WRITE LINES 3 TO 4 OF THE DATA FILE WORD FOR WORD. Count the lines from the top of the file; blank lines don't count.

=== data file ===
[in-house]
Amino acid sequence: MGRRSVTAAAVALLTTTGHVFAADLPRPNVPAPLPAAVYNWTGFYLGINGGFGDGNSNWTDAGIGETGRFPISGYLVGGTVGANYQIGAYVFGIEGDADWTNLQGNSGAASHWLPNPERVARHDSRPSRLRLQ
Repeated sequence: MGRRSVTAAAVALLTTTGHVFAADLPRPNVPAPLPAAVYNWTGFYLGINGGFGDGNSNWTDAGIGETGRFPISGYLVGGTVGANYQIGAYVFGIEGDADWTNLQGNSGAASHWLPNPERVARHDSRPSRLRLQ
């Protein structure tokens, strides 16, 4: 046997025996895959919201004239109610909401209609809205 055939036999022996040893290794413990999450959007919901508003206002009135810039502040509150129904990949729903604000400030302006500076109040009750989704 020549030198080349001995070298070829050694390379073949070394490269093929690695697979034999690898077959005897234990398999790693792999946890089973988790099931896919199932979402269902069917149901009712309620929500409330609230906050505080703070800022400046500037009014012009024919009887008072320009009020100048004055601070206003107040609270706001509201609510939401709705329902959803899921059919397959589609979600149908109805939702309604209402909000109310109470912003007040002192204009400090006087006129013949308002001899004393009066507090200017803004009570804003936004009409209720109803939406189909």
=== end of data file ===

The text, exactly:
Repeated sequence: MGRRSVTAAAVALLTTTGHVFAADLPRPNVPAPLPAAVYNWTGFYLGINGGFGDGNSNWTDAGIGETGRFPISGYLVGGTVGANYQIGAYVFGIEGDADWTNLQGNSGAASHWLPNPERVARHDSRPSRLRLQ
């Protein structure tokens, strides 16, 4: 046997025996895959919201004239109610909401209609809205 055939036999022996040893290794413990999450959007919901508003206002009135810039502040509150129904990949729903604000400030302006500076109040009750989704 020549030198080349001995070298070829050694390379073949070394490269093929690695697979034999690898077959005897234990398999790693792999946890089973988790099931896919199932979402269902069917149901009712309620929500409330609230906050505080703070800022400046500037009014012009024919009887008072320009009020100048004055601070206003107040609270706001509201609510939401709705329902959803899921059919397959589609979600149908109805939702309604209402909000109310109470912003007040002192204009400090006087006129013949308002001899004393009066507090200017803004009570804003936004009409209720109803939406189909």